Winter blues? Event designer Lewis Miller has never heard of them. In his hands, cold-season blossoms shine, branches become elegant place-card holders, and a flea-market find takes the stage.
"To create the right vision at a wedding, I ask every couple, 'If you were being painted, what would you want the setting to be?'" says Miller, who founded Lewis Miller Design in 2002. Then he relies on carefully chosen flowers and lighting to transform a venue -- be it a sprawling country vineyard or a sleek city loft.
For this story, "I was inspired by the peace and quiet of winter," he says. "The season has such an icy reputation, but it's actually very soft. I wanted to reflect that."
Bunch Up Blooms
Rather than mix these ranunculus, anemones, and snowberries in one solitary arrangement, Lewis Miller, owner of Lewis Miller Design in New York City, kept them separate, making three different arrays and positioning them together for impact. "There's power in numbers," he explains. "To create cohesion among them, I used the same elements -- lichen-covered branches and off-white ceramic vases -- throughout."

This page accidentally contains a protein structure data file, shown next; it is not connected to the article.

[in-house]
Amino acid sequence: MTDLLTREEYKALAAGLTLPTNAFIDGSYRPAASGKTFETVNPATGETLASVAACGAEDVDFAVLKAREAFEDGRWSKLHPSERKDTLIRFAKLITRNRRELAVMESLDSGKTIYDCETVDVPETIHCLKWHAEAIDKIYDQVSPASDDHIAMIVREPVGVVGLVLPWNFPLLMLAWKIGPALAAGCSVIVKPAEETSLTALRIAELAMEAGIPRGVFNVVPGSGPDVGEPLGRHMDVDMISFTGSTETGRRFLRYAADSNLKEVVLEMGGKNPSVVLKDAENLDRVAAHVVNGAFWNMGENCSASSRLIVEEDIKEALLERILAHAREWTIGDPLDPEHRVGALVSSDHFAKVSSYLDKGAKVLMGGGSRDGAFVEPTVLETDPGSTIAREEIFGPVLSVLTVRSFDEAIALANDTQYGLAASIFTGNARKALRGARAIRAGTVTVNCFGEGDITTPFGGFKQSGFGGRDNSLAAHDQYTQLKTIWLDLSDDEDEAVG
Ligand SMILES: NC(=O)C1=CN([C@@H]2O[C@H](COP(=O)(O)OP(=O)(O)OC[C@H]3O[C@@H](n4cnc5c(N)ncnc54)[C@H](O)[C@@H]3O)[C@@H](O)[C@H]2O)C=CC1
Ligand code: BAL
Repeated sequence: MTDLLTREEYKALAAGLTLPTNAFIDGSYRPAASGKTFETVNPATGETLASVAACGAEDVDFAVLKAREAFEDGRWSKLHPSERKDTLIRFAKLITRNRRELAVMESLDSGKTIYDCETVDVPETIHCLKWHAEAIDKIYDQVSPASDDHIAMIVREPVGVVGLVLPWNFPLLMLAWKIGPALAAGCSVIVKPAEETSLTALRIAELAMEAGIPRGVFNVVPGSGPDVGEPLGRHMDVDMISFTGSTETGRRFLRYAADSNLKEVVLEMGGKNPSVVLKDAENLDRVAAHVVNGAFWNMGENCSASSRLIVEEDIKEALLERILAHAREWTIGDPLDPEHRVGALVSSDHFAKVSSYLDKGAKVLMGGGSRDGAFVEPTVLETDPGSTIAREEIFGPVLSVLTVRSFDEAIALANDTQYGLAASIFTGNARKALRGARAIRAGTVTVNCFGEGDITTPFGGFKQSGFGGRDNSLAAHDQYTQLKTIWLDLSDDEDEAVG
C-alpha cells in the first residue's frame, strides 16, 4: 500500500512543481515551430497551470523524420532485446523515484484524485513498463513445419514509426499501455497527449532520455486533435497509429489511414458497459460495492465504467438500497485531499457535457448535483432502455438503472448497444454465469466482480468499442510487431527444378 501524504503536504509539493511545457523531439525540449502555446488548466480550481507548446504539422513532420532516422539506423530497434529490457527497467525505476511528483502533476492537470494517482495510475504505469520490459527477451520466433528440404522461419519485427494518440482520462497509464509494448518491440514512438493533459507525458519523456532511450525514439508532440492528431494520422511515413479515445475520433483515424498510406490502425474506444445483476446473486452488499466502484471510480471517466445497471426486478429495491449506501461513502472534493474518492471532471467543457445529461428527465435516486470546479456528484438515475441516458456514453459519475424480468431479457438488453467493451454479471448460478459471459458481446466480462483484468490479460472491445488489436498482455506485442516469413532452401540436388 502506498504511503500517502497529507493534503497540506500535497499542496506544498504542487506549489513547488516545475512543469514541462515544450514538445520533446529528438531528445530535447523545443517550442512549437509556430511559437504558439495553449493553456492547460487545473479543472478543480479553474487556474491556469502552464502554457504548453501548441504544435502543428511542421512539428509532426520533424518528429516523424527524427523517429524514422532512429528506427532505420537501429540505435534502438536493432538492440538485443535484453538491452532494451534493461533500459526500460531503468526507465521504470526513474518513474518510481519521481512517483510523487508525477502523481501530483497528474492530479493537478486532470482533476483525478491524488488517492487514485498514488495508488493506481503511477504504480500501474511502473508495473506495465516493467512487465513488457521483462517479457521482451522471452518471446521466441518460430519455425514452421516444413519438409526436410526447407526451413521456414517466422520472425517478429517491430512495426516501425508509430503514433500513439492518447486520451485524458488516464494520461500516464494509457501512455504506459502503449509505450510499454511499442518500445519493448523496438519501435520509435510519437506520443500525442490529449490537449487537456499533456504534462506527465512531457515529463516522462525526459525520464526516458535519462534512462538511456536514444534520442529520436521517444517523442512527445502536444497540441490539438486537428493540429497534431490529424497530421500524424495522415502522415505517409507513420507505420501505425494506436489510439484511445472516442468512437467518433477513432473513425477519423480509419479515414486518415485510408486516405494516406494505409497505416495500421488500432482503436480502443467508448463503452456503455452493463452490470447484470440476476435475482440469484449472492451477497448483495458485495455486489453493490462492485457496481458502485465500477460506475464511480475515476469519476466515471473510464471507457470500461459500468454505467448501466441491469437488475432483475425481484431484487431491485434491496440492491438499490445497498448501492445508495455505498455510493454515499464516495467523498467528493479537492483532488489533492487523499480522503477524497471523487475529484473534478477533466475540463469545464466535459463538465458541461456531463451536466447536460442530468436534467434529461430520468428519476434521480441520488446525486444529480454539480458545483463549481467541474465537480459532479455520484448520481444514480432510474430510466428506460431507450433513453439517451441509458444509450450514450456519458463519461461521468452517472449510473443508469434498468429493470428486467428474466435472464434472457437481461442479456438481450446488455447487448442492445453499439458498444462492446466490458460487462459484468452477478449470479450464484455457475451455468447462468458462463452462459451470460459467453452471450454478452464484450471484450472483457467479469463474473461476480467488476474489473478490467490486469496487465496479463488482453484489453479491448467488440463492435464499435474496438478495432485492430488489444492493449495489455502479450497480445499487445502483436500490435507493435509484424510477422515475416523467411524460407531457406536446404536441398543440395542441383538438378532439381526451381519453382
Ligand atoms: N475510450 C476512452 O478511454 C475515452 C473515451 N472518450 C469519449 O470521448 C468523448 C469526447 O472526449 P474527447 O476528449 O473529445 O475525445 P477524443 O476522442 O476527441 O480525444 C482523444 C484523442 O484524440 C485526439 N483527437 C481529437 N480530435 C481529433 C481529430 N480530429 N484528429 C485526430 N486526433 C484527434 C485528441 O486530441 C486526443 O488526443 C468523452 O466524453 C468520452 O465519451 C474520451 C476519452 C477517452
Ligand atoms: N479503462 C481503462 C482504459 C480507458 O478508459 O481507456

Keep It Simple
A twig propping up a place card is so easy that you might have to convince your florist to leave it alone. "The pairing looks crisp and organic," says Miller. "And it pulls this theme together."
You can find lichen branches year-round in flower markets or even your own backyard. Sit them atop natural-white napkins (a warm hue, which is perfect for cooler months).
"This bouquet shows off the beauty of winter flora," says Miller, "but feels optimistic, too, as if spring is on the horizon." He put the focus on dewy, alabaster amaryllis, then framed them with viridiflora tulips, hellebores, and round-leaf sage, adding snowberries for texture.
Note: She is wearing the Jenny Yoo Collection "Ainsley" dress (jennyyoo.com).
Define a Space
Miller considers every detail for an event -- even a Champagne bar. Hanging lanterns bathe the bubbly in light, and a garland of bay leaves echoes the draped fabric background. An iron urn, found in a Parisian flea market, takes center stage with the help of breathtaking hyacinths and lichen branches. When looking for your own vessel, make sure it passes the squint test. "It should have a beautiful shape when you narrow your eyes, because that's how people will see it from across the room," he says.